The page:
I attended this show last year when it was held in May not in July as this year. The weather was predicted to be breezy but no rain, so I decided to go for it and turn up. This is a free show held in some nice surroundings just few miles outside of Ipswich.
As ever the alarm woke me to some nice sunshine which was drying the roads from the previous Saturday night’s rainfall. I opened the garage went through the process of getting the car ready to go out, that consists of unplugging the battery trickle charger and uncovering the passenger side of the car first. Then I walk round to the other side and fold up the cover, then I spotted a puddle on the garage floor. My heart missed a beat and then started to pound as I put the cover on top of the toolbox. I got on the floor to see what was going on and felt the puddle, it wasn’t sticky or smell of anything, that usually happens from a coolant leak. I looked around and couldn’t see anything immediately wet or dripping in the engine bay.
Behind me was my dehumidifier which looked to have water around it too. On looking the safety had cut out and wasn’t working, I usually hear a gentle hum and just thought that I hadn’t turned it on from when I was last in the garage. I turned it around and noticed the water collection draw was full, this was an overfill from the pipework that I had plumbed in to avoid constant emptying of the draw. What had happened was the drain pipe from the back now had a high hump point and the water wasn’t able to run away into the condensation pipe primarily used by the heating boiler. The angle of the pipe is fine when the unit is in a certain position, obviously I had moved the unit without realising, thus creating a slow back flow, the pipe would have backfilled into the collection draw and eventually overflowed which is when the safety would have cut in. The unit would have cut off, but the extra water in the pipe was just enough to overfill the draw. I grabbed a few old microfibre cloths and mopped the water up which looked a lot worse than it was, maybe a cup or so. Relieved I readjusted the pipe to the correct angle, and started the unit again to dry the garage while I would be out.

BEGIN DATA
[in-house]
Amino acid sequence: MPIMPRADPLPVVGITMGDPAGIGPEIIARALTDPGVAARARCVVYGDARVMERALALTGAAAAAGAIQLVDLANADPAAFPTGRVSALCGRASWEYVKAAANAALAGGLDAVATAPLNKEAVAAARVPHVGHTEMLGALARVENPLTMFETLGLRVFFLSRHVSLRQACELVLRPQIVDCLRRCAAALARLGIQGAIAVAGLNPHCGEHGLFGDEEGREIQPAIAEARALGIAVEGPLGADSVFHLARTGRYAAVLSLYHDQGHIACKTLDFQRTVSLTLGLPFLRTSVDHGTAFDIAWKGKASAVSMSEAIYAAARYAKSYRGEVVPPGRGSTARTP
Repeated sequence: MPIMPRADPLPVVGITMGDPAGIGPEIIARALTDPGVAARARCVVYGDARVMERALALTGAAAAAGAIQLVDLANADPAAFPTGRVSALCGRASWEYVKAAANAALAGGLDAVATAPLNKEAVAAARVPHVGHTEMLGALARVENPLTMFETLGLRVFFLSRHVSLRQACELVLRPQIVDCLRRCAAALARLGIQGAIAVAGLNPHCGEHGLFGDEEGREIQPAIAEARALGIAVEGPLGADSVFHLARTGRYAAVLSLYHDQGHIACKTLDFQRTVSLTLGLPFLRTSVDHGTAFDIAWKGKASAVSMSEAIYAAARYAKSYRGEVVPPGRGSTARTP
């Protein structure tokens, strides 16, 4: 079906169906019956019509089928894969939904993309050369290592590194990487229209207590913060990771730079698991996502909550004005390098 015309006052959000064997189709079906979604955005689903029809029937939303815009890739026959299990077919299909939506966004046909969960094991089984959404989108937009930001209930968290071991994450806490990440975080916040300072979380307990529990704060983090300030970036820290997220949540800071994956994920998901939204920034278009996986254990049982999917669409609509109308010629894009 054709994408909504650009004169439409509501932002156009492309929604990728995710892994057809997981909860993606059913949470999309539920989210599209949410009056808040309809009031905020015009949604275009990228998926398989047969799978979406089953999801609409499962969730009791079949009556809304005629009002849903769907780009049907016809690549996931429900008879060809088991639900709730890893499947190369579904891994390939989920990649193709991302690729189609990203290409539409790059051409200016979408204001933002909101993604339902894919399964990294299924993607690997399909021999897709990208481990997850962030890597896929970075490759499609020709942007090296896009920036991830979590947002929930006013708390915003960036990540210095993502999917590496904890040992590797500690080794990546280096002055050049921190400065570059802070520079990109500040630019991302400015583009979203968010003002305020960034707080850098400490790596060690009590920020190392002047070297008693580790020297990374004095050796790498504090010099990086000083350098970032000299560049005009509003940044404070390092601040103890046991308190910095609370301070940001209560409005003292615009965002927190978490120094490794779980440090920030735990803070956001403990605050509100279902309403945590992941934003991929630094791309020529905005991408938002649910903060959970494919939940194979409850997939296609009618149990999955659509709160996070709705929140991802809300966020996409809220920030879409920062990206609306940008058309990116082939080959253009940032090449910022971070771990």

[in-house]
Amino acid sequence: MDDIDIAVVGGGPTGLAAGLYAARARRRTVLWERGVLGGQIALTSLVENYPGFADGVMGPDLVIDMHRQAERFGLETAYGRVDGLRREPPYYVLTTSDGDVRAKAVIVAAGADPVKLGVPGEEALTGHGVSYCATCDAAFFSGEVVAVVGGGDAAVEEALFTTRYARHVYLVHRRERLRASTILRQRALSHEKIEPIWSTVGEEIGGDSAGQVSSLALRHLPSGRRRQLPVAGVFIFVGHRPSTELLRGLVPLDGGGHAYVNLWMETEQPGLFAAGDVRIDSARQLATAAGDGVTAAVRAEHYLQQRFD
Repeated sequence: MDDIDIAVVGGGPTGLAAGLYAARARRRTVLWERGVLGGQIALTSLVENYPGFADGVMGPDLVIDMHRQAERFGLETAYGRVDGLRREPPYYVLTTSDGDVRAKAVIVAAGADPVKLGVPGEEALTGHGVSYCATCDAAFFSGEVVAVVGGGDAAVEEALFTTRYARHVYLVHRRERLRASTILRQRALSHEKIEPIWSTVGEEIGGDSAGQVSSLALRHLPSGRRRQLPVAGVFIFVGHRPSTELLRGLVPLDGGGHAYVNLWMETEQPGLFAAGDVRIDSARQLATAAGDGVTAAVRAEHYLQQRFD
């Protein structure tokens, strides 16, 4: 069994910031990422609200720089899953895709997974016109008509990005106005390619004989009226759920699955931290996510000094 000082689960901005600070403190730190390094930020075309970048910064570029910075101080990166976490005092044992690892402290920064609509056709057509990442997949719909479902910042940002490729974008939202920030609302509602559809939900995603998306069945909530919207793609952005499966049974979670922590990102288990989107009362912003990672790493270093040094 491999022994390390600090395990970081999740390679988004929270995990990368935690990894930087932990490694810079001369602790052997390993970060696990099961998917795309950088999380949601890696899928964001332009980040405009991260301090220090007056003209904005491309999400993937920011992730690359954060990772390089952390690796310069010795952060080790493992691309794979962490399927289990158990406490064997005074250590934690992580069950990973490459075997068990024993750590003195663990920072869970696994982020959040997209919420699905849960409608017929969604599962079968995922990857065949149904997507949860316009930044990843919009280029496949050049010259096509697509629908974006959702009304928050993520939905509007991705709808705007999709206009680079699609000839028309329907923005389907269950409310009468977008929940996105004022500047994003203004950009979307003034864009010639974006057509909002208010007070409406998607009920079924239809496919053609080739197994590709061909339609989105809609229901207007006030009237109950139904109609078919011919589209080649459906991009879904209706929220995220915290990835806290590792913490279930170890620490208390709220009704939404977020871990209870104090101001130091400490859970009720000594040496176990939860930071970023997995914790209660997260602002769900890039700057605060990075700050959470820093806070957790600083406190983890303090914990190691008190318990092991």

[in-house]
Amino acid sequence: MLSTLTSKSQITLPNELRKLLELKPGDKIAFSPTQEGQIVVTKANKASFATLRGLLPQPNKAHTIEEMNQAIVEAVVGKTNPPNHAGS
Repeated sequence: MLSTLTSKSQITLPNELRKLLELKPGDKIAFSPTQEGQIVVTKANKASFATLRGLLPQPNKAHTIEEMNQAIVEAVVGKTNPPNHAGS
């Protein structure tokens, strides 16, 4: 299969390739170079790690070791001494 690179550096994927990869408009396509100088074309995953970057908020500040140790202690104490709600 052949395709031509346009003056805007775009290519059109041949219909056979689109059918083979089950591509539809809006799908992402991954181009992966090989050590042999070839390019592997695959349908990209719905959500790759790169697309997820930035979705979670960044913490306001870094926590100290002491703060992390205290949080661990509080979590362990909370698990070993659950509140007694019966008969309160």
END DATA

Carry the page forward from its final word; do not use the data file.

The drive was enjoyable, with sun and cloud taking it in turns to dominate the sky, but the grey clouds were the majority of the sky the closer I got to Kersey. I arrived some thirty on minutes later and asked where to park. I was directed to be on the right of the driveway on the grass near the entrance. I parked up on my own like some sort of Billy-no-mates!
I waited for an hour or so and went for a walk round. It looked obvious that there wasn’t going to be a big turn out due to the weather. There was a couple of lines of cars in place so I started there.
There was a car there that was getting some attention, but I couldn’t put my finger on it why. The car just didn’t look right. I will get to the reason why a little later. when i then became evident why it raised my suspicions. The front bumper just didn’t seem to sit right to me.